Innovation in food processing
Tradition and innovation are often considered to be opposites, which makes innovation in the relatively traditional food market challenging. The food industry has enormous potential for innovation, but at the same time, it is rather slow to change and conservative in approach. Scientists and technologists are working together to create new solutions for producing, processing, and packaging food. The aim is to make food safer, healthier and more nutritious, tastier and more sustainable.
A modern food processing plant ©DIL
Innovation is affecting all the different stages of the food production process – from raw materials, to developing formulations, to processing. For example, innovative approaches to sourcing raw materials include the search for sustainable alternatives to palm oil and investigating dairy alternatives for vegan or lactose-intolerant consumers. Innovative approaches to processing include applying milder treatments to result in better nutritional profiles in the final products, reducing energy requirements of processes and cutting down on the waste produced.
Many traditional food processing methods include the application of heat, which kills pathogenic bacteria but can degrade health-promoting nutrients such as vitamins and antioxidants. Heating can also lead to loss of flavour and taste and change the appearance and colour of the product making it less appetising. However, thermal processing still represents one of the most commonly used methods for food preservation and enormous efforts have been made to improve and optimise the techniques. This Week we will introduce you to some new technologies that aim to reduce dependence on high temperature processing. As well as guaranteeing the safety of the final products, these innovative processes improve desirable characteristics such as freshness, nutritional content and texture. They may also allow us to reduce the use of additives or sugar, fat and salt.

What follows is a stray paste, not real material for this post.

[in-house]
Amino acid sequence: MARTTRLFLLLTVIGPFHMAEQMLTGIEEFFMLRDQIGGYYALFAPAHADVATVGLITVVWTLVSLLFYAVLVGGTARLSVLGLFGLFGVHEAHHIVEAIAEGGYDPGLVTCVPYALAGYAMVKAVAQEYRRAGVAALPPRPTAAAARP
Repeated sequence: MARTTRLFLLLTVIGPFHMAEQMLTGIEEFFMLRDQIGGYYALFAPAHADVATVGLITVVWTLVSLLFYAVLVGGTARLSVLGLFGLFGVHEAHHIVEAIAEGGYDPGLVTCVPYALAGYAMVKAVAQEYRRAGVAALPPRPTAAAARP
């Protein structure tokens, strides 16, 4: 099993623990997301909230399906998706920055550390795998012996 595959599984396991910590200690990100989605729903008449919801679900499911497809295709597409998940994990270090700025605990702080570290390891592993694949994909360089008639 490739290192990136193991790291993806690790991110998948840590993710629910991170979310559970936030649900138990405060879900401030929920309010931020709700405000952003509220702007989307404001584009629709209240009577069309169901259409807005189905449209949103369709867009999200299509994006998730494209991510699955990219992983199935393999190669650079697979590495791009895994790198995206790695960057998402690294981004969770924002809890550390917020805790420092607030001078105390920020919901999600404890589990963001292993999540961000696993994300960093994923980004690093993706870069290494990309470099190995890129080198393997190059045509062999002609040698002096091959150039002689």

Conventional processing methods have been successfully applied for many years resulting in safe food products for consumers. But the food industry must keep developing and adopting alternative technologies to ensure products continuously improve in quality (nutritional and sensory) and safety. Continuous improvement is also needed to reduce the environmental footprint of processing, reduce the amount of energy and water used and limit food loss and waste. And all this must be achieved at the same time as producing an affordable and convenient end-product.
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